Ah one of my favourite historical topics. On this day in 1871, Germany was unified as a nation, following the German victory over the French in the Franco-Prussian War. With the proclamation of the German Empire and Kaiser Wilhelm I as German Emperor in the Hall of Mirrors at the Palace of Versailles, an united Germany soon became the economic and industrial powerhouse of Europe.
For hundreds of years, the lands that we know today as Germany existed as multiple independent states. In fact, prior to 1806 (Holy Roman Empire times), Germany was made up of over 300 small states. Following the defeat of Napoleon in 1815 and the Congress of Vienna, many of these smaller states were consolidated together and a general collection of German-speaking states formed, called the German Confederation. Similar to today’s European Union, states with the German Confederation had their own independence and autonomy, however decisions concerning the Confederation as a whole were decided in a parliament in Frankfurt. Within the German Confederation, two nations emerged as the most powerful within the association: Austria and Prussia.
The topic of German unification is rather lengthy and complex, so I will try to be as “to-the-point” as I can from here on out. The power struggle between Austria and Prussia would play a central role in German unification. Under the leadership of the Prussian prime minister Otto von Bismarck, Prussia and Austria allied to take on Denmark for the duchy of Schlewsig in 1864. Emerging victorious over Denmark, Prussia and Austria soon disputed the status of Schleswig and went to war against each other in 1866. Prussian victory against the Austrians confirmed that Prussia, under the leadership of Bismarck, was now the dominant German state and would lead the way for German unification.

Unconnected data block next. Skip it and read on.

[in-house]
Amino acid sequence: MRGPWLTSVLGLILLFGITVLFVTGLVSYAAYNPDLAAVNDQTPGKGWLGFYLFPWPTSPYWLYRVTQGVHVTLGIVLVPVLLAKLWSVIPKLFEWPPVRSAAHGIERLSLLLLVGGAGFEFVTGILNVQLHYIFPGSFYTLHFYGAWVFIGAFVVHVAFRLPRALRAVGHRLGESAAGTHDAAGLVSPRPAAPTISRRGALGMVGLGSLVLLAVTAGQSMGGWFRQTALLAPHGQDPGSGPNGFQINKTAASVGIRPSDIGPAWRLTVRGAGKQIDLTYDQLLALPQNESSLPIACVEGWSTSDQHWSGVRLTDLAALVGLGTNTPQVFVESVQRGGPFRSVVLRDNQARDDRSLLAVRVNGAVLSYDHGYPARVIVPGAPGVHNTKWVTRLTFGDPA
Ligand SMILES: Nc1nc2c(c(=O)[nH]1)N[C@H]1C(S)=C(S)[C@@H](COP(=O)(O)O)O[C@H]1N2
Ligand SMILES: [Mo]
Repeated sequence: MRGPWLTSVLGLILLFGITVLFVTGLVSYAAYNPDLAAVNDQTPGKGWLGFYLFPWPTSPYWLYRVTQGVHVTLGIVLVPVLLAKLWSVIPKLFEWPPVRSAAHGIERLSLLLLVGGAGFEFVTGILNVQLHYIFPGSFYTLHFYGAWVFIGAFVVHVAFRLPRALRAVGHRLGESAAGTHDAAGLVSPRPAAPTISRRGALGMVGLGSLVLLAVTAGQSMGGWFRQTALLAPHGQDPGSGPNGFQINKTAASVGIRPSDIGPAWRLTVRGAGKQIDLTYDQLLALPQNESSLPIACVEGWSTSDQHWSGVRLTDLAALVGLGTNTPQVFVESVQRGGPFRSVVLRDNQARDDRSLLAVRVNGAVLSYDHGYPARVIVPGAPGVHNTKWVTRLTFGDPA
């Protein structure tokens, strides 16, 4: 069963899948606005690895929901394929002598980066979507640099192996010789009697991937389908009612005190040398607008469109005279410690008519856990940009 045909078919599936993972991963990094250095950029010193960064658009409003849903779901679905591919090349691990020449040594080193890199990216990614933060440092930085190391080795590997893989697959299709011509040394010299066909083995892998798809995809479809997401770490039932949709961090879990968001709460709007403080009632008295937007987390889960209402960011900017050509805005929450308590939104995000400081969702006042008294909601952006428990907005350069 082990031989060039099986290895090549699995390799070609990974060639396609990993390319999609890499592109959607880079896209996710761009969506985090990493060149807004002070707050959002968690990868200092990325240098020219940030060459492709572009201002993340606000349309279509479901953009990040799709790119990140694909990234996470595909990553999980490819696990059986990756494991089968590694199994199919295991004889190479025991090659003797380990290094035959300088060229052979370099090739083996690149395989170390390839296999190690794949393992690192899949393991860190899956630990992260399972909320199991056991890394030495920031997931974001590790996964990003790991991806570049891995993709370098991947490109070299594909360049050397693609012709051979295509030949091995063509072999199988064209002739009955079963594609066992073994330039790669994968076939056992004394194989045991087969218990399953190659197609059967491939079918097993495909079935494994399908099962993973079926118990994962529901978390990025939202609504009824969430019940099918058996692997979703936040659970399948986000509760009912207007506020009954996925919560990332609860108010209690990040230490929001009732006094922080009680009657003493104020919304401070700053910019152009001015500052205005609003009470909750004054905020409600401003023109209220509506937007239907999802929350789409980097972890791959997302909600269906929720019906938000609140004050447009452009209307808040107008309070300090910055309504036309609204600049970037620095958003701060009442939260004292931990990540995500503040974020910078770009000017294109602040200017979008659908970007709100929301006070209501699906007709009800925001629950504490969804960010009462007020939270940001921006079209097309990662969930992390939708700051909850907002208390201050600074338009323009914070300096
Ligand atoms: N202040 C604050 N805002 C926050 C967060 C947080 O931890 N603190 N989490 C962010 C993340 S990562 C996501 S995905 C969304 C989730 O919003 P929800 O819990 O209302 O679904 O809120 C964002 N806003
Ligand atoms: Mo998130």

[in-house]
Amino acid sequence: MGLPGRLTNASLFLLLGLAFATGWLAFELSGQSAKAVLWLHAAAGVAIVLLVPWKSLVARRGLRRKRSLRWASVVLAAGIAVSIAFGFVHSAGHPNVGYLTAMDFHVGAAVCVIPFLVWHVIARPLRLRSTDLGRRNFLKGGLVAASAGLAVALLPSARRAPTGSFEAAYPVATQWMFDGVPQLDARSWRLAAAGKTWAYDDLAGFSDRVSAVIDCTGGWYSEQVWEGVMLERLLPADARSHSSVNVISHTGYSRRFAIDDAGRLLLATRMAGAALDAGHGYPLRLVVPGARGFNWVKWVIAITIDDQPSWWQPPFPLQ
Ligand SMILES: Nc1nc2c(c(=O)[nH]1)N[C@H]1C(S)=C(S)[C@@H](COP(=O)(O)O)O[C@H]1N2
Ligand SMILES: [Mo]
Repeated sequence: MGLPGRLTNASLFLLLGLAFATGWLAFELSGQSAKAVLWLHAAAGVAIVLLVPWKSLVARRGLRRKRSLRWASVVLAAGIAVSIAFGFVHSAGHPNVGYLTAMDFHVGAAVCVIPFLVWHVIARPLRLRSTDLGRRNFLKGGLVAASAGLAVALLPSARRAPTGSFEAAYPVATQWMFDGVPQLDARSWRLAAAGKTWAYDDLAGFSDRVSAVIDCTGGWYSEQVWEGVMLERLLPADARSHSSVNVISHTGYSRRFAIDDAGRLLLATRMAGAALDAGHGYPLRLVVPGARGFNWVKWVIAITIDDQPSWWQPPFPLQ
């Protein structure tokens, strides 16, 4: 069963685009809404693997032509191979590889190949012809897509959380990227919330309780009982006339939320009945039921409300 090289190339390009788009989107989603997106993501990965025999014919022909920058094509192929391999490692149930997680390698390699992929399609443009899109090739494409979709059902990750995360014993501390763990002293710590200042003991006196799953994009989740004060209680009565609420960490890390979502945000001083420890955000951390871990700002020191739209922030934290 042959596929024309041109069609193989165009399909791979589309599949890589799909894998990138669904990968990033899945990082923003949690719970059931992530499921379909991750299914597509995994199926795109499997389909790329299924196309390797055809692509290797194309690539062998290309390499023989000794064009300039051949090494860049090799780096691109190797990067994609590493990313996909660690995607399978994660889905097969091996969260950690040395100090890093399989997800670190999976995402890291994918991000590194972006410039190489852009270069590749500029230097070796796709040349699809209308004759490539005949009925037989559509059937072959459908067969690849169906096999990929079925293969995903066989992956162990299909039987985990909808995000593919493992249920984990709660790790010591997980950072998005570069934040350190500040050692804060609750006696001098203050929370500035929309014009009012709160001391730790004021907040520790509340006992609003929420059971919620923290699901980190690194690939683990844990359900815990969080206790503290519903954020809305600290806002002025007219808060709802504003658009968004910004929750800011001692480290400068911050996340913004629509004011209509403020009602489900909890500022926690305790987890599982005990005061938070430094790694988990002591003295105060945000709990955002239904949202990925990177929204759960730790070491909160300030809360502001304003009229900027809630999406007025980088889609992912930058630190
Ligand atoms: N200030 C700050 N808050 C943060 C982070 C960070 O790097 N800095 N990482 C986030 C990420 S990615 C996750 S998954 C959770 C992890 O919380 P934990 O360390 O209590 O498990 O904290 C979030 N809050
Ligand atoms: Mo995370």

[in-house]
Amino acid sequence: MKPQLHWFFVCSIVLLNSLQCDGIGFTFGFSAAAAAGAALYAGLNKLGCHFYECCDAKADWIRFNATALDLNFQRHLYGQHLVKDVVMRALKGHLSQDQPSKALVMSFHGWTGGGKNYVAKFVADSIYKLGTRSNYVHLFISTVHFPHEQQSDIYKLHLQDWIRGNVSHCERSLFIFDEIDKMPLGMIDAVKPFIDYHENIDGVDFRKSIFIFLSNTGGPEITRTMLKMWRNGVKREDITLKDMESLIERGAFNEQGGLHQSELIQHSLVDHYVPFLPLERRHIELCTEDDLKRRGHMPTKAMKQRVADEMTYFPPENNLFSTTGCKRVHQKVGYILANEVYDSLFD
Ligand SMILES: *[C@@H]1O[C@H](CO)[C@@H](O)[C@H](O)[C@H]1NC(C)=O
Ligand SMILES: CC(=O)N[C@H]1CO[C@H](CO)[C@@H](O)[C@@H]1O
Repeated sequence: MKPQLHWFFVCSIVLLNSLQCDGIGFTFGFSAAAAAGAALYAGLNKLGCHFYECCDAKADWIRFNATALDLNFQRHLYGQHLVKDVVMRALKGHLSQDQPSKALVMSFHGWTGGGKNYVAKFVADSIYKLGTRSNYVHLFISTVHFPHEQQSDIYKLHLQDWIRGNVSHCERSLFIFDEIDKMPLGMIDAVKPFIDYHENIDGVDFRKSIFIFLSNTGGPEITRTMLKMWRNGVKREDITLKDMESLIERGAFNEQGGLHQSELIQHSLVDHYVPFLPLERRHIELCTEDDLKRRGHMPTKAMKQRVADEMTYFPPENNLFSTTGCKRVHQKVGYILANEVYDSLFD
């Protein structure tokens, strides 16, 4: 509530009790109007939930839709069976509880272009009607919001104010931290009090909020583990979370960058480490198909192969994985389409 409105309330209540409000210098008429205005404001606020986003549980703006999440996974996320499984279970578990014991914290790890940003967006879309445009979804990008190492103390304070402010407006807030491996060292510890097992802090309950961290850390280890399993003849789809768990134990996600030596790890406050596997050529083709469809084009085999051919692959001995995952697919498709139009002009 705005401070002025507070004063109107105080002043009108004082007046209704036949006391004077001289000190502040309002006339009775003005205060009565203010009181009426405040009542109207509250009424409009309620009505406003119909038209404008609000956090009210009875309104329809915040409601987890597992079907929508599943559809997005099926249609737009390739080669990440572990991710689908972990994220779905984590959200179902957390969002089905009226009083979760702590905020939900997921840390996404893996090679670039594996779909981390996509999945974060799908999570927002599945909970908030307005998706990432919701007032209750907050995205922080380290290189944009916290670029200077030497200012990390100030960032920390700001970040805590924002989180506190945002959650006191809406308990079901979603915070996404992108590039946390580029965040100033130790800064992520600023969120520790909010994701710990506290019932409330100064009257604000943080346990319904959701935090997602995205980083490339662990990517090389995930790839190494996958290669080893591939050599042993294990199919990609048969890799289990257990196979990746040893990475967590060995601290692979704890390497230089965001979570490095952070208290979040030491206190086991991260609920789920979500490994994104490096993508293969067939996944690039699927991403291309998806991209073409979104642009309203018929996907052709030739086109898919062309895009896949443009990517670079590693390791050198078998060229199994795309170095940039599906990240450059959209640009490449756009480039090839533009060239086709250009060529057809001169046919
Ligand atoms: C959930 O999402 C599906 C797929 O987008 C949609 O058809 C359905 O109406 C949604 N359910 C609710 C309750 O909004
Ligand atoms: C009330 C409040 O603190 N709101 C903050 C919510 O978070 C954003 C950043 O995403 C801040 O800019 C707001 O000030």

By 1871, Prussia had succeeded in uniting much of Northern Germany as the North German Confederation, however the southern German states of Baden, Württemberg, and Bavaria remained outside of the unified German state. Bismarck, through his diplomatic prowess, decided to orchestrate a war that would unify all Germans, both in the North and South, against a common enemy. In 1871, war broke out between Prussia and France, and through Bismarck’s statescraft, convinced the south German states to come to Prussia’s aid. Emerging victorious in the critical Battle of Sedan, united German victory over France was the catalytic event in German unification. On January 18th, 1871 the unified German Empire was proclaimed, with the Prussian king, Wilhelm I, declared the German Emperor at the Hall of Mirrors in the Palace of Versailles.
The rest is history as some would say. The unified German nation soon became, arguably, the most powerful nation on the European continent. An unified Germany would figure as a dominant player in the world wars, and found itself re-divided after the end of the Second World War into West and East Germany. Re-unification of West and East would happen on October 3rd, 1990 following the symbolic downfall of the Berlin Wall an year beforehand. Interestingly it is that date, October 3rd, which is celebrated today in Germany as its national holiday, rather than January 18th, the date that the modern German state that we know was first created.